We do place our puppies stating in our contract that they will be spayed or neutered, will be voided in your contract if its done before your new puppy reaches 18-24 months of age (girls must go through at least one, possible 2 heat cycles and be 2-3 months past that heat cycle in addition to the age requirement) to allow all growth plates to close (see chart at bottom of page). This allows your puppy to physically mature and gain the look and size they were bred to be.
When a dog’s reproductive organs are surgically removed, the sex hormones they produce also disappear. The sex hormones are responsible for more than just sexual behaviors and one of their responsibilities is regulating growth.
|Spaying is the removal of the uterus and ovaries
|Neutering is the removal of a male dog's testicles
Evidence indicates that in at least large dogs, the health benefits of keeping the ovaries may outweigh the health risks (the risks being mammary tumors and pyometra, which is infection of the uterus).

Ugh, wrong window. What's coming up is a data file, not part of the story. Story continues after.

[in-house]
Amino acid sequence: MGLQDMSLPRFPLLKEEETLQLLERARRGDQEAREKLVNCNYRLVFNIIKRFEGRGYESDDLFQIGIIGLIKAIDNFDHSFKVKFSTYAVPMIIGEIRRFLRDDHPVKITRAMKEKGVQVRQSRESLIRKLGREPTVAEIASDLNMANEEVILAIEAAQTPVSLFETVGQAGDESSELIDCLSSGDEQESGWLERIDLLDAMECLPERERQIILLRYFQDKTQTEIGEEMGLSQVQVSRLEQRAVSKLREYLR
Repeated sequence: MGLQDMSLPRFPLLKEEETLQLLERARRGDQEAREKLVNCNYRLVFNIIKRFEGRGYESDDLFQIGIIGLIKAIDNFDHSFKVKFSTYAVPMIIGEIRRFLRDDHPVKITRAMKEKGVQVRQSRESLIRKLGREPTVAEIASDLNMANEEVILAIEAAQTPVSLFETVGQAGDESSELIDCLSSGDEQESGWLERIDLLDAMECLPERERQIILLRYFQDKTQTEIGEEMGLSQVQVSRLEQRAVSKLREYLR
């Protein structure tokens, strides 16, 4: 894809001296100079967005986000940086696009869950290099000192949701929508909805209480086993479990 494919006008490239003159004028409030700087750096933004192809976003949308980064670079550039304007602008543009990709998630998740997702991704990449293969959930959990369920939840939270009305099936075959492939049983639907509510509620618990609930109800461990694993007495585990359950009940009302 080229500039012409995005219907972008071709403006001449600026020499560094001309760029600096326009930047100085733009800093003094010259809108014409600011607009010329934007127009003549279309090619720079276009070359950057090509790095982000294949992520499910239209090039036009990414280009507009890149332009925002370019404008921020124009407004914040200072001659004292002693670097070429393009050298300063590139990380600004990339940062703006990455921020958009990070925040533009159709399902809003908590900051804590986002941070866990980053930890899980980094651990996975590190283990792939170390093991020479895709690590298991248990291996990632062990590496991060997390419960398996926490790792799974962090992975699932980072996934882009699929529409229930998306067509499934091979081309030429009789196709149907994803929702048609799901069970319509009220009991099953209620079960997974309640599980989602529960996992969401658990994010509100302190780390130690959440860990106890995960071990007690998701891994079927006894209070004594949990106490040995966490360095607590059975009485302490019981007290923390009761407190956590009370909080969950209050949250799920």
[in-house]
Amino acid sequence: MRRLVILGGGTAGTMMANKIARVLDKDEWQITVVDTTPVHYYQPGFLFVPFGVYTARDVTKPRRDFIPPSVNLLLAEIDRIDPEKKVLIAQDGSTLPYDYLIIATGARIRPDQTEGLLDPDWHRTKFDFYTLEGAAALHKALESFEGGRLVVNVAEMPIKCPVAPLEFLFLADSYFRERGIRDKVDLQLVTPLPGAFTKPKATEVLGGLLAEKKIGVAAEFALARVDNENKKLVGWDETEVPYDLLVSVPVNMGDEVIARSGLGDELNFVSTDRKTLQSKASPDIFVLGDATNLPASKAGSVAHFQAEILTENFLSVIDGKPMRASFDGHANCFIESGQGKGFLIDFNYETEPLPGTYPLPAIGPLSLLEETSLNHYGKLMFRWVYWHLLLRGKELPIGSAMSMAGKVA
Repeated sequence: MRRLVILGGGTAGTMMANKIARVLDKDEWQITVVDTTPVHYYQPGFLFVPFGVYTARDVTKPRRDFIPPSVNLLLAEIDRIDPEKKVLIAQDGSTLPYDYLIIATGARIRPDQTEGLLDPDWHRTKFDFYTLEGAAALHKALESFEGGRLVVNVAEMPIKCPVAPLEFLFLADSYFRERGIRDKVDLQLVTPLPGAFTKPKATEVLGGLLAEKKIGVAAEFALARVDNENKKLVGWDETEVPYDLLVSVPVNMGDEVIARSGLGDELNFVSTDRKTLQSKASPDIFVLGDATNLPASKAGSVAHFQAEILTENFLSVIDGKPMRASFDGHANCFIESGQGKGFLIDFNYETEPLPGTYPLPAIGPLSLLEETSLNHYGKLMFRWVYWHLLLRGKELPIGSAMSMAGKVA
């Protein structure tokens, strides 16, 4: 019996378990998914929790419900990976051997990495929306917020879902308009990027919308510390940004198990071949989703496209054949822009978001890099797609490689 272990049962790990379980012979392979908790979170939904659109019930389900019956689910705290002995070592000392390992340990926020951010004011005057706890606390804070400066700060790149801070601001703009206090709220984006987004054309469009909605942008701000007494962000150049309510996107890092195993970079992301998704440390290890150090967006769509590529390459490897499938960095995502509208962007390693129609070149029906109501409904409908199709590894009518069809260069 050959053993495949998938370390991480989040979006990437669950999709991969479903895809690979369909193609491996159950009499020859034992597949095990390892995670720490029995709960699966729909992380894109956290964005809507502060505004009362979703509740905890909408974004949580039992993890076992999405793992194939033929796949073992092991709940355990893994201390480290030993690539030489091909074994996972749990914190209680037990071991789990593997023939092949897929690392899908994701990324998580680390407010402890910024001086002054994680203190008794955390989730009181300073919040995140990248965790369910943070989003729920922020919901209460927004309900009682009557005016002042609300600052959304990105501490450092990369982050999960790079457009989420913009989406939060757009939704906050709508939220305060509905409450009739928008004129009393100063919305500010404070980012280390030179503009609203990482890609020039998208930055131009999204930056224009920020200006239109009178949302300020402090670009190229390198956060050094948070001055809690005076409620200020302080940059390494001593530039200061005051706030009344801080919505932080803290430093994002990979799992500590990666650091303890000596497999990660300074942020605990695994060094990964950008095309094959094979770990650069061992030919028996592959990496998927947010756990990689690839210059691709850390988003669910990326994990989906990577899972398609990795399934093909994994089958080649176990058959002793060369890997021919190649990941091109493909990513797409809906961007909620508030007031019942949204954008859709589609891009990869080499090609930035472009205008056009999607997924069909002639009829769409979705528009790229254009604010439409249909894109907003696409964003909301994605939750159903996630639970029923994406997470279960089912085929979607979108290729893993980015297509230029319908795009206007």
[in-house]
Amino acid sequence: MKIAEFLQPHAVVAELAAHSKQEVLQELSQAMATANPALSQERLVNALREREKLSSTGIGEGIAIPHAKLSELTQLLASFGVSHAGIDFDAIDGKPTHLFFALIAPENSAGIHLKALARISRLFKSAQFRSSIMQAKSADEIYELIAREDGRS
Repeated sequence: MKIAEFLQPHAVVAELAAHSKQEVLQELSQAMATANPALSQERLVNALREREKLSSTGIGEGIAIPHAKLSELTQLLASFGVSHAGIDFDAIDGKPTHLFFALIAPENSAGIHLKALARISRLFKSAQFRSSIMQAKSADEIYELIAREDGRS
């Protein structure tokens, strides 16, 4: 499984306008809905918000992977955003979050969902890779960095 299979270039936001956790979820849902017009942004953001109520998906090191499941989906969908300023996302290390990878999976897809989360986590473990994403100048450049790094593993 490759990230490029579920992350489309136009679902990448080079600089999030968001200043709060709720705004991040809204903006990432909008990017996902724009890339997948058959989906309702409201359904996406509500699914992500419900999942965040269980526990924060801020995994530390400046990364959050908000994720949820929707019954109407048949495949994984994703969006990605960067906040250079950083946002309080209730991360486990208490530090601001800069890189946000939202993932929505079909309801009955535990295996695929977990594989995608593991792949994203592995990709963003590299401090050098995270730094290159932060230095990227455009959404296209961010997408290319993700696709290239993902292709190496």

|A more recent publication from U.C. Davis (de la Riva, Hart et al, 2013) looked at two joint disorders and three cancers– hip dysplasia, cranial cruciate ligament tear, lymphosarcoma, hemangiosarcoma and mast cell tumor– and showed that, for all five diseases analyzed, the disease rates were significantly higher in both males and females that were neutered either early or late compared with intact (non-neutered) dogs.
|Ovary Sparing Spay
Sometimes referred as a "partial spay" which is to remove the uterus and leave the ovaries
|The health pro and cons tip even more strongly in favor of keeping the male hormones than in females, since the only health conditions prevented by neuter are benign prostatic hyperplasia in older dogs (which is treatable by neuter or PEMF), and testicular cancer (which is also a disease of old age and treated by castration, which is usually curative).